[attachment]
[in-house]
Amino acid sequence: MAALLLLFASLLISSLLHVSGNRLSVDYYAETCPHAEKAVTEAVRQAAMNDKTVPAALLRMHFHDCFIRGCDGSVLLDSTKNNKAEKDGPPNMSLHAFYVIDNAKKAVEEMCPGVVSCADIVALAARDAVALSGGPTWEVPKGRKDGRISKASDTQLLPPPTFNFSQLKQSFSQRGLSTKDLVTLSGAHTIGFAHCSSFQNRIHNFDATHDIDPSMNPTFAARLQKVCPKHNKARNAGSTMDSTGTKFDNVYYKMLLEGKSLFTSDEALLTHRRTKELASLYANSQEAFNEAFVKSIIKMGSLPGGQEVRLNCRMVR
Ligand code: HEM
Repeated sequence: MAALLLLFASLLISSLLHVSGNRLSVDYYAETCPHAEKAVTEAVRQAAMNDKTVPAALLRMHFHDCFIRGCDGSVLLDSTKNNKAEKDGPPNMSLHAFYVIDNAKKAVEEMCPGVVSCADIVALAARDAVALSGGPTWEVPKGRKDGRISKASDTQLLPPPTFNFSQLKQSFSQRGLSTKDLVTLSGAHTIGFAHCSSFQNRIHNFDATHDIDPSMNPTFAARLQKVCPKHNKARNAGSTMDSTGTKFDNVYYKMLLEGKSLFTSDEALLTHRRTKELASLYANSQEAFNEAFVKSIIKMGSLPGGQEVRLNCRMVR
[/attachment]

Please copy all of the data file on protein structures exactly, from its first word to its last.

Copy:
[in-house]
Amino acid sequence: MAALLLLFASLLISSLLHVSGNRLSVDYYAETCPHAEKAVTEAVRQAAMNDKTVPAALLRMHFHDCFIRGCDGSVLLDSTKNNKAEKDGPPNMSLHAFYVIDNAKKAVEEMCPGVVSCADIVALAARDAVALSGGPTWEVPKGRKDGRISKASDTQLLPPPTFNFSQLKQSFSQRGLSTKDLVTLSGAHTIGFAHCSSFQNRIHNFDATHDIDPSMNPTFAARLQKVCPKHNKARNAGSTMDSTGTKFDNVYYKMLLEGKSLFTSDEALLTHRRTKELASLYANSQEAFNEAFVKSIIKMGSLPGGQEVRLNCRMVR
Ligand code: HEM
Repeated sequence: MAALLLLFASLLISSLLHVSGNRLSVDYYAETCPHAEKAVTEAVRQAAMNDKTVPAALLRMHFHDCFIRGCDGSVLLDSTKNNKAEKDGPPNMSLHAFYVIDNAKKAVEEMCPGVVSCADIVALAARDAVALSGGPTWEVPKGRKDGRISKASDTQLLPPPTFNFSQLKQSFSQRGLSTKDLVTLSGAHTIGFAHCSSFQNRIHNFDATHDIDPSMNPTFAARLQKVCPKHNKARNAGSTMDSTGTKFDNVYYKMLLEGKSLFTSDEALLTHRRTKELASLYANSQEAFNEAFVKSIIKMGSLPGGQEVRLNCRMVR